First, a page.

$500K Expense Avoided for New Police, Emergency Equipment
Somerset County test on Tuesday shows that current communications system in compliance with county, federal frequencies.
A test on Tuesday of Bernards Township's emergency communications system, relied upon by township police, fire companies and other emergency personnel, showed that the existing equipment is in compliance with county and federal standards for higher frequencies, thus averting the need for spending about $500,000, the township administrator reported.
The test, conducted earlier in the day, showed that the newer ultra-high frequency communications could be broadcast from the radio tower _ designed to look as a tree — that is at the municipal complex at 1 Collyer Lane, Township Administrator Bruce McCarthur told the Township Committee on Tuesday night.
Since the township switched in April to join Somerset County's police and emergency dispatching system, which replaced a dispatching system based at local headquarters, officials have been left wondering whether the township would need to upgrade its communications equipment to be compatible with the county.
McArthur said that federal standards now also require emergency equipment to be able to communicate on the narrower ultra-high frequency band.
Fortunately, he said on Tuesday, the test showed that UHF communications would work on existing equipment. That means the township won't need to buy up to $500,000 in radios, pagers and other communiciations equipment, a possibility that had been previously been anticipated, McArthur said.
"The savings of $500,000 confirms to meet that we made the right decision to move to the alternative" of joining Somerset County's dispatching service, said Township Committeeman Scott Spitzer.
"This was one of the concerns that we had — that we might make this investment," he said. Combined with other savings by switching to the county's free dispatch service, Spitzer said, "This affirms we made the right decision for our taxpayers."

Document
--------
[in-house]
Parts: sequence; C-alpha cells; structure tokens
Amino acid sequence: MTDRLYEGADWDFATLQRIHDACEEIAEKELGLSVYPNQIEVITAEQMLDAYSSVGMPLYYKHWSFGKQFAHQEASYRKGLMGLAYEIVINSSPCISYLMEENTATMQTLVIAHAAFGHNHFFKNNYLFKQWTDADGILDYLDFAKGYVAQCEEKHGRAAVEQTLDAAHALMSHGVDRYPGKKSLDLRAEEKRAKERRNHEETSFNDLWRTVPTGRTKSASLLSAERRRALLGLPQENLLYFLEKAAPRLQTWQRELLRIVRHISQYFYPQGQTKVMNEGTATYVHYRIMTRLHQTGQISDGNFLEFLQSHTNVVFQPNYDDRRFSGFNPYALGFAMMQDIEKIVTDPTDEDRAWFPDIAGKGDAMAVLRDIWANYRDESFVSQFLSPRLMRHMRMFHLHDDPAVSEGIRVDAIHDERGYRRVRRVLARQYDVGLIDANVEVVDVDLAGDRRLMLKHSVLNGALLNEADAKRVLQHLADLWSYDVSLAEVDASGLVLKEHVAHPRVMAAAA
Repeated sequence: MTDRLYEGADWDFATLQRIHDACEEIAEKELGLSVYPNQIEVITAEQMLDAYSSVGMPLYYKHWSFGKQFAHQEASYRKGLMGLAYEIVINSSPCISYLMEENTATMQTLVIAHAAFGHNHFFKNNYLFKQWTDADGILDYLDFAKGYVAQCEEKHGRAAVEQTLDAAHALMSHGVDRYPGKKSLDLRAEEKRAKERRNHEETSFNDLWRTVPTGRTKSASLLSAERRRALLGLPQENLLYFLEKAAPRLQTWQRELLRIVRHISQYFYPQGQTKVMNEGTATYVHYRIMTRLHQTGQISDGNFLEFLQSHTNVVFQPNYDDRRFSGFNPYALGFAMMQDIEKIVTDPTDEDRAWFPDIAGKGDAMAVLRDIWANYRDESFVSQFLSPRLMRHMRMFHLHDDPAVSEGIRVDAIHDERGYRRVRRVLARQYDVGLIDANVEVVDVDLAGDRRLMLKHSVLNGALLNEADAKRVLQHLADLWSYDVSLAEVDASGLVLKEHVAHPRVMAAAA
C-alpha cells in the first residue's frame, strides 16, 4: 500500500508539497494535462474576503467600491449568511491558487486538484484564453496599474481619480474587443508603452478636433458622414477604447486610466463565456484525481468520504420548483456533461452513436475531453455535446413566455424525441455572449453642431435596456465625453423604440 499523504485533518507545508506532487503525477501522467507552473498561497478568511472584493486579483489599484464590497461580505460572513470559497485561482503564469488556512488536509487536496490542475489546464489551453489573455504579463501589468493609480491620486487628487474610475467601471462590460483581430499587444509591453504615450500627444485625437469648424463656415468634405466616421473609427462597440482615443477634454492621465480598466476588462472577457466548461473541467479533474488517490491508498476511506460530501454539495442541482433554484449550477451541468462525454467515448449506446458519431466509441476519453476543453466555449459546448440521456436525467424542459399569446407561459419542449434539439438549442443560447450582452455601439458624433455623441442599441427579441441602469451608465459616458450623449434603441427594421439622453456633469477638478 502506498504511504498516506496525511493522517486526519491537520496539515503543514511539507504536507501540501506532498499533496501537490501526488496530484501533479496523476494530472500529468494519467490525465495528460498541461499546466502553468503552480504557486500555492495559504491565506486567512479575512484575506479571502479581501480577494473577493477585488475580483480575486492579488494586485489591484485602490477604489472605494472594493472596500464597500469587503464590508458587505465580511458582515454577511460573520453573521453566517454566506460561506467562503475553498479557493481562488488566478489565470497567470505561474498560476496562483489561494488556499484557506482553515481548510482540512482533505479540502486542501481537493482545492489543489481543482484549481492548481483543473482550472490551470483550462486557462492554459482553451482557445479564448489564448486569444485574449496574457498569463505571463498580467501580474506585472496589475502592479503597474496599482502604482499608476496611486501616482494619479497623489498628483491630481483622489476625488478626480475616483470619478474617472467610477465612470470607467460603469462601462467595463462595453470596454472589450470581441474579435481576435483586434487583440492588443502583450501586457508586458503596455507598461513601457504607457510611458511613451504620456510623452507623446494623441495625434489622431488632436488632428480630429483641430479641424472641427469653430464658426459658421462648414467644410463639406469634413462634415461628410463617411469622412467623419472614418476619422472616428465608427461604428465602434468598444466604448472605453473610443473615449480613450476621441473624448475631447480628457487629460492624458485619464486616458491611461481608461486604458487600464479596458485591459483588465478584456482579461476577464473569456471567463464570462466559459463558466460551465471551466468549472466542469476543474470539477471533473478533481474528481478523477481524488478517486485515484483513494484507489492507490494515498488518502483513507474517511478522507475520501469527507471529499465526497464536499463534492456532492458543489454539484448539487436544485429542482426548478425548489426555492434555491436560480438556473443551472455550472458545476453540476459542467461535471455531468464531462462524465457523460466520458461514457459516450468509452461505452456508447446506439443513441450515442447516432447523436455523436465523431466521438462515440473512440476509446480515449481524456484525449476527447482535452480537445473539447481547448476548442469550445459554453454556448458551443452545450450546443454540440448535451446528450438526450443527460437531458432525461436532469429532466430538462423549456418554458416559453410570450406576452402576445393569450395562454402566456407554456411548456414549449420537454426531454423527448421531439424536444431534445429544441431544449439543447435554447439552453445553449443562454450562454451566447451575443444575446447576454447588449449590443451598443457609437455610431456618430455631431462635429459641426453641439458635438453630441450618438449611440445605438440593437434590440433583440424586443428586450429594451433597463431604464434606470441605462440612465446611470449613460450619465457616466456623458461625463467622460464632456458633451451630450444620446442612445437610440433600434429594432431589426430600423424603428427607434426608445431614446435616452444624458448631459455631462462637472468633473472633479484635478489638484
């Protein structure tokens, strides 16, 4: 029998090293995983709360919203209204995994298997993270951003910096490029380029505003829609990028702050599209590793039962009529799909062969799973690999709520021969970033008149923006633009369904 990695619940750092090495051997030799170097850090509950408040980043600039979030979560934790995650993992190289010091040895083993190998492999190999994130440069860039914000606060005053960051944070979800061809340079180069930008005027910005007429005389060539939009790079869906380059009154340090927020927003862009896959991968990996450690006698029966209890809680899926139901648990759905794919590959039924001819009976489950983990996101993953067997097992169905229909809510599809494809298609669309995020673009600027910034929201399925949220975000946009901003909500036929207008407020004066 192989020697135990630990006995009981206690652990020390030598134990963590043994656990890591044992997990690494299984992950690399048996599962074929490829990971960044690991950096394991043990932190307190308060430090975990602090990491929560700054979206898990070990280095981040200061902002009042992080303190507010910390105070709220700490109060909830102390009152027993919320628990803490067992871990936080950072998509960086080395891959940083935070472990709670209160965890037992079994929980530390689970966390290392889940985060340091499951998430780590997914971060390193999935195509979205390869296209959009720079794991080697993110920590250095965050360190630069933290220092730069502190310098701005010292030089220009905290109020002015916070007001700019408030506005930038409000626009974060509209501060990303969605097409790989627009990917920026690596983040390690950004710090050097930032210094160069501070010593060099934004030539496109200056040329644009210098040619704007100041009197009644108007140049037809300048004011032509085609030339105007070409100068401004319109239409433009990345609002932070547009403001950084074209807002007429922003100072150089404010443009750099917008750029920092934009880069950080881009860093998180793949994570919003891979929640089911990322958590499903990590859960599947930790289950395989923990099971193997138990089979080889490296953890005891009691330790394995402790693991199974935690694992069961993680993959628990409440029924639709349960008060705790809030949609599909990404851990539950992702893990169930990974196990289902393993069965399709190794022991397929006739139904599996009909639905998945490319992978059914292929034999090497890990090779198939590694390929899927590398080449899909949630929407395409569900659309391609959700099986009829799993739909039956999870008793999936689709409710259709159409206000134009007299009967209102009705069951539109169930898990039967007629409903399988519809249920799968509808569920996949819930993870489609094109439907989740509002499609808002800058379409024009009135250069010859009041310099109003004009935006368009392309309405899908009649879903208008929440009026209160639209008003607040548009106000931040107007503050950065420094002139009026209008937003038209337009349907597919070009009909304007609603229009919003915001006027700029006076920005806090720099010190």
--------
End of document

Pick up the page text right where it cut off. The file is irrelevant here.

At the same time, local fire companies and first aid squads also can use their existing radios and communications equipment with UHF, McArthur told the Township Committee. He said that means good news for those volunteer organizations, which also do not need to upgrade.
A few weeks ago, township police officially reported that the transition to a Somerset County-based dispatching system — which went into effect on April 1 — has gone smoothly, and the township can expect to save about $260,000 during this first year.
The savings have gone into effect after Bernards' headquarters-based system, which had been operated as a partnership with Long Hill Township, was terminated in April, police said. Long Hill had announced well beforehand that the municipality would withdraw from the shared dispatch service to join Morris County's emergency dispatch system.
"This savings includes expenditures made for the one-time infrastructure upgrades needed to secure our building and become compatible with some Somerset and Bernards hardware issues," Police Lt. Mike Shimsky said in an email earlier this month.
"We are happy...as far as cost savings as far as cost savings and the way we currently operate," Shimsky said during a report in late September before the Township Committee. He was accompanied during the presentation by Police Chief Brian Bobowicz and William Stahl, Somerset County Director of Public Health & Safety.
Shimsky then said that the department was testing, and intending not to change. fire and emergency medical service equipment from VHF (very high frequency) that would need to be mesh with the county's UHF (ultra high frequency) system.
"This will allow the police department to have better interoperability for communicating with other police departments in the county," Shimsky said about a month ago. "There are also some other technical enhancements with this system making it more advantageous to us."